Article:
Long has the debate raged on: is the Czech Republic in Eastern Europe?
For the latter half of the 20th century, Europe’s geographic divisions were based on the former Iron Curtain: the Czech Republic (née Czechoslovakia) was grouped with Poland, Hungary, East Germany and other former Soviet satellite states in a region referred to as Eastern Europe.
But those definitions are now 30 years old, and no one today, for example, would consider Dresden or Berlin (half of it, anyway) to be part of Eastern Europe.
As many will point out, Prague is further west than Vienna. Geographically, the Czech Republic is smack-dab in the center of Europe, and by many definitions considered a part of Central Europe, or among among Central and Eastern European (CEE) territories.
But – especially abroad – the use of Central Europe or CEE terminology isn’t widespread, and basic geographical discussion of the continent still divides Europe into Eastern and Western halves.
In that context, then, where would the Czech Republic belong? Well, look no further than the latest edition of the US textbook Geography: Realms, Regions, and Concepts:
Yes, that’s the Czech Republic entirely located in what the textbook terms the “European Core” and firmly entrenched in yellow “Western Europe” status.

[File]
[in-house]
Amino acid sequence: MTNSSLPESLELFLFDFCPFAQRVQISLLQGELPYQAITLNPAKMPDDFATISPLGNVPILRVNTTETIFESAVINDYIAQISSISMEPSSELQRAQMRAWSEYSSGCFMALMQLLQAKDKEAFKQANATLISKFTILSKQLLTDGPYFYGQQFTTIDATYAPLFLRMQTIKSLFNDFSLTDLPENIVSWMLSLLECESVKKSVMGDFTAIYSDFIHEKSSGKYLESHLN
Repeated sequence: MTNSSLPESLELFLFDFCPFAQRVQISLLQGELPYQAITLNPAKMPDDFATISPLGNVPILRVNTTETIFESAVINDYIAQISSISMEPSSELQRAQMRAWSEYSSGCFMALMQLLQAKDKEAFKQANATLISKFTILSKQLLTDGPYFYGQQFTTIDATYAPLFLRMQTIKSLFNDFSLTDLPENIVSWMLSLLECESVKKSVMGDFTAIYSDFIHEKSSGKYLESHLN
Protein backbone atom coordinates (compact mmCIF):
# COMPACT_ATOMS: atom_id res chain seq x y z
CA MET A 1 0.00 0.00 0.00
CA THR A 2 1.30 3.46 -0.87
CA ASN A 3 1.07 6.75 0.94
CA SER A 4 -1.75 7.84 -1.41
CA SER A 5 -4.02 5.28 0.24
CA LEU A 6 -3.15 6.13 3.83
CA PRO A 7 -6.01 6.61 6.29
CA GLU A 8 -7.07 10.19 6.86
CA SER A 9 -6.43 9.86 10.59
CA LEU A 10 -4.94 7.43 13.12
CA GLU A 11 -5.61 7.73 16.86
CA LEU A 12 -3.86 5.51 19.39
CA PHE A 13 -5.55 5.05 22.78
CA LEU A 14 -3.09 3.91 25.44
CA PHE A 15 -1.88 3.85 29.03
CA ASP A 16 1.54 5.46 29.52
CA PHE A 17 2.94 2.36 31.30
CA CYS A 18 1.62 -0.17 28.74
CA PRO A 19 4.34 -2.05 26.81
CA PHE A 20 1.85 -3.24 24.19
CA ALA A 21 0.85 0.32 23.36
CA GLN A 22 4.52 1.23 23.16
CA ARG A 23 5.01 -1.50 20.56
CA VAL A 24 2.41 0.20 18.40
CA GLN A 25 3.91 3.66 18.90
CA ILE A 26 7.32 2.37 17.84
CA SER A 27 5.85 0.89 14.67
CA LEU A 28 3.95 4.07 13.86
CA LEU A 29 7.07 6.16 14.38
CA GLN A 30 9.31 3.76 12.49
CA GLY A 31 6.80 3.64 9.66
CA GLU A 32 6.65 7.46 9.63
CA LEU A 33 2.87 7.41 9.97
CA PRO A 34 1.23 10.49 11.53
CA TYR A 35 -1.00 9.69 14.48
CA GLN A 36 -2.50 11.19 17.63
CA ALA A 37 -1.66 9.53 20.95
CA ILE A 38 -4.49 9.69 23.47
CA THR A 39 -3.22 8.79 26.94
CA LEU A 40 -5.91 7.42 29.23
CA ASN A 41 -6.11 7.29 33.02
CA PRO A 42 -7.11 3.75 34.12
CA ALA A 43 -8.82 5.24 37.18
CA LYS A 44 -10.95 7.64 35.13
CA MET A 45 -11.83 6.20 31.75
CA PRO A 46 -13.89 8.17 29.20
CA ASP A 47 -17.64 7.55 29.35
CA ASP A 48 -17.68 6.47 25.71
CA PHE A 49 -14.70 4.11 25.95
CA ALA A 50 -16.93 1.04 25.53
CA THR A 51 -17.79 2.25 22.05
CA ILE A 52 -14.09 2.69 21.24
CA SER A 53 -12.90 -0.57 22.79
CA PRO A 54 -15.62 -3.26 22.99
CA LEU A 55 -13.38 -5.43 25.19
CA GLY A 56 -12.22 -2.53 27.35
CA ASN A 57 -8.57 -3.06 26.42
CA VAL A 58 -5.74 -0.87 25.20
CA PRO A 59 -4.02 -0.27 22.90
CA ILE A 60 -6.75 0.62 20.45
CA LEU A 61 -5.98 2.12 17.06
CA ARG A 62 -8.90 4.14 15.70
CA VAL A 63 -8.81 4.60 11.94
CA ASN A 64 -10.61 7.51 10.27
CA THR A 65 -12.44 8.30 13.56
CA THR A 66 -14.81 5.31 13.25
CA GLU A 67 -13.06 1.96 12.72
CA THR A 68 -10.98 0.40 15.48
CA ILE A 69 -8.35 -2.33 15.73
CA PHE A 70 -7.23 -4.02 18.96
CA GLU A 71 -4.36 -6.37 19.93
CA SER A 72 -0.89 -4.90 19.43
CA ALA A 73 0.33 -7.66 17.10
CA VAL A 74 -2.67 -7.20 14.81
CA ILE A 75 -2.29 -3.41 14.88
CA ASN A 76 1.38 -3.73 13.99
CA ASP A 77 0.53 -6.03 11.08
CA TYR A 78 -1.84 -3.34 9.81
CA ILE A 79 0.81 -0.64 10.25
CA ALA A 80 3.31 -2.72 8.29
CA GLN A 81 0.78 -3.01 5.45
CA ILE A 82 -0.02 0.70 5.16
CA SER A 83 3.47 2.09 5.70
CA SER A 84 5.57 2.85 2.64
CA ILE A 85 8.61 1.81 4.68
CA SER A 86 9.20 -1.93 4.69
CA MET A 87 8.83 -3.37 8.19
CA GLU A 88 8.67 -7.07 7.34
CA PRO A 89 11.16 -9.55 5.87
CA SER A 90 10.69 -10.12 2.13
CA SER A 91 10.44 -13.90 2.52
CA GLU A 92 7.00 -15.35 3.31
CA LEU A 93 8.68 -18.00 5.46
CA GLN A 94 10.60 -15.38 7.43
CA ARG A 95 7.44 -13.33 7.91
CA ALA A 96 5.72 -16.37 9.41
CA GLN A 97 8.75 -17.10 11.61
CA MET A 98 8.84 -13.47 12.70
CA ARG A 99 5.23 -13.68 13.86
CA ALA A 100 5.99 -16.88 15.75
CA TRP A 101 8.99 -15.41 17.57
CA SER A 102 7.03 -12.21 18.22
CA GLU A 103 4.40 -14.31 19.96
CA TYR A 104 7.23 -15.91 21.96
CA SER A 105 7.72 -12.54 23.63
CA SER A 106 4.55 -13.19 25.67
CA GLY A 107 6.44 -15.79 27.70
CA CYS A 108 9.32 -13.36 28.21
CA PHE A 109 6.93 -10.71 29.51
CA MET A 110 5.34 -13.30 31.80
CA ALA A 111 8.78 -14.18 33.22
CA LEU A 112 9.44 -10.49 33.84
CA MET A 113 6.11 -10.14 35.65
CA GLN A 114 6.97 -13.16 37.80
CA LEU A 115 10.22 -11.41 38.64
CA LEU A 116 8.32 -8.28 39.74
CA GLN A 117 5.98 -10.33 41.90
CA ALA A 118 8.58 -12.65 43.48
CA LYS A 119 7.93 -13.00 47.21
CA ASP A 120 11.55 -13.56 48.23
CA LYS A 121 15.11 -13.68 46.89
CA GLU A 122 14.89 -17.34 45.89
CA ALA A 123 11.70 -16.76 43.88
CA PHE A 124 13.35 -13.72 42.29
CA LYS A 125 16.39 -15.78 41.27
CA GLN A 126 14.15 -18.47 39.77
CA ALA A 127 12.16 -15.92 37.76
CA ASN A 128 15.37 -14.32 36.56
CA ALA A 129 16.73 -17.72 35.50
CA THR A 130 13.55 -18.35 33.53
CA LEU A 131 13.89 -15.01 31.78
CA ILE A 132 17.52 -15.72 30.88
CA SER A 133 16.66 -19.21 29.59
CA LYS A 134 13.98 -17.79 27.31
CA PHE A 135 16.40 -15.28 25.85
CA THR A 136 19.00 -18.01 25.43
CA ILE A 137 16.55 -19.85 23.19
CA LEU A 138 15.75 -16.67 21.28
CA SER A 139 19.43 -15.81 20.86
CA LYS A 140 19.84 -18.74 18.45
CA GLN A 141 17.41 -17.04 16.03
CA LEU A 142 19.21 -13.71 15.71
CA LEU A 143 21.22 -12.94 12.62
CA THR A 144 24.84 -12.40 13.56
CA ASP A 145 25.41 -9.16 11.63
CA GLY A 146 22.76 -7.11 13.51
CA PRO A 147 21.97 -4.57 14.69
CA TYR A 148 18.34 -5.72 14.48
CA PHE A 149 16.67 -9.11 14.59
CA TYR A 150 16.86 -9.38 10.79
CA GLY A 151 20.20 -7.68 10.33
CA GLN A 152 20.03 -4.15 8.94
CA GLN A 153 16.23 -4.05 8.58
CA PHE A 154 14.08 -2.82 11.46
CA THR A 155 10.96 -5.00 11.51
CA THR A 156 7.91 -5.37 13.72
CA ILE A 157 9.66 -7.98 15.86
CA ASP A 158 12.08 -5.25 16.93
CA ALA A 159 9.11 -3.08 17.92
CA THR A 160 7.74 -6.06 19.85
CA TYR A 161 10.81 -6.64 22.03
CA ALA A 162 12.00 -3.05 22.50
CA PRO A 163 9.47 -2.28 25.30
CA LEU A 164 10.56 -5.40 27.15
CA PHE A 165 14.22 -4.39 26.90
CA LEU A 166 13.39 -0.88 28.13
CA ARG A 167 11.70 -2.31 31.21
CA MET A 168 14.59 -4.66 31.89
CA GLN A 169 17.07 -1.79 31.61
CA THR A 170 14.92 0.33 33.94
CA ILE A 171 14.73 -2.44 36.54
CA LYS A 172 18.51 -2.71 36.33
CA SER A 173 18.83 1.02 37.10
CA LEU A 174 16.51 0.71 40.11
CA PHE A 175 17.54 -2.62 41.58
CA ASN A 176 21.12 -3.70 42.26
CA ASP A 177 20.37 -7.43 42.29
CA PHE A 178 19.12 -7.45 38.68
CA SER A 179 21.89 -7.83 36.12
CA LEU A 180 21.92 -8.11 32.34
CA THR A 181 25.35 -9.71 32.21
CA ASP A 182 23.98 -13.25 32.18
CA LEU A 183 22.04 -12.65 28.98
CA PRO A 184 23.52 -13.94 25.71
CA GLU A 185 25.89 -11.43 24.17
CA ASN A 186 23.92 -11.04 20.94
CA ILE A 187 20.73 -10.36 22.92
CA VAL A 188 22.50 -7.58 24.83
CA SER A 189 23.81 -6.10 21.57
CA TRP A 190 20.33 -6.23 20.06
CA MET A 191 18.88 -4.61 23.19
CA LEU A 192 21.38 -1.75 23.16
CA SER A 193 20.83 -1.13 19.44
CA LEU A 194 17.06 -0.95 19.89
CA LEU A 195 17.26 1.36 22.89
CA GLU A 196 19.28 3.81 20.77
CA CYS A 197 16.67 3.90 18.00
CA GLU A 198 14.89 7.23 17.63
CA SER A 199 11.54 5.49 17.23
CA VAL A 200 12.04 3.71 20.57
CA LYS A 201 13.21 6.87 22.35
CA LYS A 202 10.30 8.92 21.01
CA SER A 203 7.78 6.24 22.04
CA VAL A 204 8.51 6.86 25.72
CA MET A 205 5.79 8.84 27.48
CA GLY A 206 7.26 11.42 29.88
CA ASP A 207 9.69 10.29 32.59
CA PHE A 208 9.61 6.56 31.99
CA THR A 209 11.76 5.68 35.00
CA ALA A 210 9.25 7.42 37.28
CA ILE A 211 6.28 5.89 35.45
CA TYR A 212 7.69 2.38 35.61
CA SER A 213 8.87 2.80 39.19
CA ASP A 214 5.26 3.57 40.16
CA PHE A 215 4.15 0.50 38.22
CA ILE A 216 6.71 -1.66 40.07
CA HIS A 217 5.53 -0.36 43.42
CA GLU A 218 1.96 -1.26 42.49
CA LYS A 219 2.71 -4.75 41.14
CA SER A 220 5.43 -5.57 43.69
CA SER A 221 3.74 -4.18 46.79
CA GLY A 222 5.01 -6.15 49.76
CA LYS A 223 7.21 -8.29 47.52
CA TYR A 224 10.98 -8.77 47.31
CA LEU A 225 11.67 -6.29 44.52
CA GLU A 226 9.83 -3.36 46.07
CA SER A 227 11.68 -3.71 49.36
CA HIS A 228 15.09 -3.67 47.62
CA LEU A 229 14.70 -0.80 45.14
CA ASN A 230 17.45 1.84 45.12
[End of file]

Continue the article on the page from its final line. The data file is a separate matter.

Slovakia, meanwhile, falls outside both of those definitions.
Of course, that’s only one definition of European geography, and likely to conflict with many others; besides the Czech Republic, geographic labelling of other countries in the image above (taken from this r/Europe post) might cause some heated debate.
But Geography: Realms, Regions, and Concepts has been published since 1971 and now in its 17th edition, credited to authors Jan Nijman, Peter O. Muller, Harm J. de Blij. It’s used in some US schools, at least, to teach students world geography.
And hey, we’ll take any definition of the Czech Republic as Western Europe that we can get.